At a large research university known as a hub of scientific, intellectual, and cultural activity, it takes a remarkable group of students to stand out as “the doers.”
Year after year at Boston University College of Health & Rehabilitation Sciences: Sargent College, our students do just that. They are joiners and volunteers in disproportionate numbers—exactly what you’d expect from young people pursuing careers in the helping professions. They also learn by doing, outside the classroom as well as in. Being actively involved becomes a lifelong passion for Sargent College students. Perhaps that’s why so many go on to distinguish themselves in fields from medicine to occupational therapy, athletic training to public health, nutrition to speech-language pathology.
Above all, our students are determined to make a difference. If that’s your goal too, BU Sargent College can prepare you in ways that very few schools can.
Are you considering a clinical career? We offer unusually broad experience through our clinical network: more than 1,400 worldwide clinical affiliations, including 400 in the Boston area and seven clinical centers of our own. Leaning toward research? Then consider that Sargent received more than $10 million in outside funding this year, among the highest at BU. You’ll have outstanding opportunities to collaborate on cutting-edge programs.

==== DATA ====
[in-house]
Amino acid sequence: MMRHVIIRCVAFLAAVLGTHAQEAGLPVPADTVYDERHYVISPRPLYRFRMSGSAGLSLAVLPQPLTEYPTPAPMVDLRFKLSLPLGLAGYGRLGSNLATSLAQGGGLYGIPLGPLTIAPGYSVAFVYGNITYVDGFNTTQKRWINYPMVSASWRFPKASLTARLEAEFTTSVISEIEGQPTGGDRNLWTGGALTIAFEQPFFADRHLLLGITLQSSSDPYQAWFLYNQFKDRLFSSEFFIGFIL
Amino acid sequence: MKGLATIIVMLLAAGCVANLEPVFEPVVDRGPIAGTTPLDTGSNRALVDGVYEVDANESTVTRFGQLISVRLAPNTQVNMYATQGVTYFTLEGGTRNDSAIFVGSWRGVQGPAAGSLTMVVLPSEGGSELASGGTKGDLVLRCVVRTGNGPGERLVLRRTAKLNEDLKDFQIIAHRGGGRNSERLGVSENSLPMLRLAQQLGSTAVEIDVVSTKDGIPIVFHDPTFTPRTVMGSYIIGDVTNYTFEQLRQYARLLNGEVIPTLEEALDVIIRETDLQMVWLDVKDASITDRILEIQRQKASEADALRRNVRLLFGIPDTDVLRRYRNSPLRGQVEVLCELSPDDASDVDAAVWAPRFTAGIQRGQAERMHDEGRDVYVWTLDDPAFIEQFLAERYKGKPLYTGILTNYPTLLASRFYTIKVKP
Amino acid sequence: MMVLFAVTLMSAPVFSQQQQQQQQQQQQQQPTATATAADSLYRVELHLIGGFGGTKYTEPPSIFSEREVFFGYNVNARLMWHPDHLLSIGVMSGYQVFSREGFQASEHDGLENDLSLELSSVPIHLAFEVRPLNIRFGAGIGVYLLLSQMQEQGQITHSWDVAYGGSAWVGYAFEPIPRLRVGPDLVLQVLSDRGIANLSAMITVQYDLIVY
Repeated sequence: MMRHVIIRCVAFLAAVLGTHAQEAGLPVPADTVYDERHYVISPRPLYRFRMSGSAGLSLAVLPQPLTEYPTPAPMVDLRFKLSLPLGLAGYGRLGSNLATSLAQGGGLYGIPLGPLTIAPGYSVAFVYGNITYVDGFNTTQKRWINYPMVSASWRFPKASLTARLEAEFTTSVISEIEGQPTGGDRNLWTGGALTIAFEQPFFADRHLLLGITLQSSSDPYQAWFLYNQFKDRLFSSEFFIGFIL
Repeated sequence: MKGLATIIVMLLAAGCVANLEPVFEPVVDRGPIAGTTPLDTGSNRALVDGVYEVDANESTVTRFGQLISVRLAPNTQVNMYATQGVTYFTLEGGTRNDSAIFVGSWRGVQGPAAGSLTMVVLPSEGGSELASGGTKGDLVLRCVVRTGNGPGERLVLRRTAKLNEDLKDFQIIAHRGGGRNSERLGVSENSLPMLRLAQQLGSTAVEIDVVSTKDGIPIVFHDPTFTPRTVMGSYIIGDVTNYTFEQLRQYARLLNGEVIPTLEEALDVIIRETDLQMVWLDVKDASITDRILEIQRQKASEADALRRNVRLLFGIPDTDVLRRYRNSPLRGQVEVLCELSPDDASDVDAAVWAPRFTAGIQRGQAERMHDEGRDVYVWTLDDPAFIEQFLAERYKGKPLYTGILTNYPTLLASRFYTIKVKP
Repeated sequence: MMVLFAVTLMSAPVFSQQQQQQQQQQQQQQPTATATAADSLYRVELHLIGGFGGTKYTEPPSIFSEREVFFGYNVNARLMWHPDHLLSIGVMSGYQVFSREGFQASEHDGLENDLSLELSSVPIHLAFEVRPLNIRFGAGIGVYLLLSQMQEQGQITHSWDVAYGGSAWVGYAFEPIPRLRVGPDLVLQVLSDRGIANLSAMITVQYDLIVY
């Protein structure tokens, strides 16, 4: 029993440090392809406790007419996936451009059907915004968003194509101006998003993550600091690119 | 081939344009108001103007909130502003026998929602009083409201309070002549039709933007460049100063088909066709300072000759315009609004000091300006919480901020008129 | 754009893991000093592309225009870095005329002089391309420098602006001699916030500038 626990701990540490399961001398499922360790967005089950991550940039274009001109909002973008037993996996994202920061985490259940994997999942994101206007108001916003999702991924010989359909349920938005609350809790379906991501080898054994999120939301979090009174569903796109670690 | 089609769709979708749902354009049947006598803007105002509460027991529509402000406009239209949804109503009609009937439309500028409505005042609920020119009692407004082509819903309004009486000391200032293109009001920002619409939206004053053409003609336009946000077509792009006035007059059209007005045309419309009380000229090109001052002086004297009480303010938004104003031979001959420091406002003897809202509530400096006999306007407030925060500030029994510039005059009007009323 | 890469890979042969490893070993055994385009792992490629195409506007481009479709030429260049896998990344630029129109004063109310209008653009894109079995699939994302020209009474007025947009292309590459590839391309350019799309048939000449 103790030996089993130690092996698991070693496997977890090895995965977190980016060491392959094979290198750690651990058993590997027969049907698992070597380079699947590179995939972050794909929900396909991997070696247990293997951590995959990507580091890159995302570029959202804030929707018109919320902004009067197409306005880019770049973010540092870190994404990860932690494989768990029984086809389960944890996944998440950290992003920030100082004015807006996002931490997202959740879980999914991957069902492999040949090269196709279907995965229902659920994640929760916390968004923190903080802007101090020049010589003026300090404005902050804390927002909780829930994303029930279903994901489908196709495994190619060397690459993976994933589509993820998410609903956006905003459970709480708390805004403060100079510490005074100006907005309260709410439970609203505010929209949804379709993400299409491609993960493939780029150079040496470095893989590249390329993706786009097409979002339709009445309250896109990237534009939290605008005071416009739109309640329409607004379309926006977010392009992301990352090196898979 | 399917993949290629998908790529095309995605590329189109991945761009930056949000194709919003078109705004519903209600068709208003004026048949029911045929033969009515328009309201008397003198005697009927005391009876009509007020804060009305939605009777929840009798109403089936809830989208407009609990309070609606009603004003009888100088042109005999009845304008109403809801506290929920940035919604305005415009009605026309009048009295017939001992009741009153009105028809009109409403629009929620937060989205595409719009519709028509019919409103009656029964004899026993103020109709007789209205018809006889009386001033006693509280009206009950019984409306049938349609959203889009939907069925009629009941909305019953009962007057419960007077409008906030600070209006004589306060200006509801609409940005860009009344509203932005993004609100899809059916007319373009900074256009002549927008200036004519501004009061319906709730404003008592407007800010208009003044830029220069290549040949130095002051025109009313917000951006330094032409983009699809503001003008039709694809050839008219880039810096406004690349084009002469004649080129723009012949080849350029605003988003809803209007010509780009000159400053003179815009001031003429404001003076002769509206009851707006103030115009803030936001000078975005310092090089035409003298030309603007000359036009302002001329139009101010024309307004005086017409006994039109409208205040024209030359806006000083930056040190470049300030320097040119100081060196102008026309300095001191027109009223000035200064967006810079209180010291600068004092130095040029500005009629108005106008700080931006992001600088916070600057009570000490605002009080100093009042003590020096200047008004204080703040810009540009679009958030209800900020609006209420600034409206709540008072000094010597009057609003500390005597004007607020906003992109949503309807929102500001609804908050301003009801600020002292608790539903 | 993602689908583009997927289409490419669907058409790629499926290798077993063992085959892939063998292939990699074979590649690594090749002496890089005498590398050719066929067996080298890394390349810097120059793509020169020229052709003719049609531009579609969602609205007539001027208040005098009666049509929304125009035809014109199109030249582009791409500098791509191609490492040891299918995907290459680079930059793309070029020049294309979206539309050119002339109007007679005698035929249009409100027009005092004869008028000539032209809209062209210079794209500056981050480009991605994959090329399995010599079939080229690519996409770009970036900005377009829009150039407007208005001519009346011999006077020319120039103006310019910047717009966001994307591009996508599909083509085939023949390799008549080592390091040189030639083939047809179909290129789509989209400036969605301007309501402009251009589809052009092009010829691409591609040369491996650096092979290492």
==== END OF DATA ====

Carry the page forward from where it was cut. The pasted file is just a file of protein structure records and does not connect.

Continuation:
If you’re undecided about a specific career within the health sciences, we offer another big advantage. You can now apply for admission as an Undeclared major without entering a specific program. During your first two years, you can look into a variety of health-related career options before committing to a single program. Here again, being a “doer” helps: the breadth of hands-on experience you’ll gain can be invaluable in making your career decision.
There’s so much more to the Sargent College story. I invite you to explore our site. Contact our faculty. Feel the energy of our 1,200 students. See the amazing things we’re doing today. And just imagine the difference we—and you—can make!
With warm regards,
Gloria Waters, PhD
Professor and Dean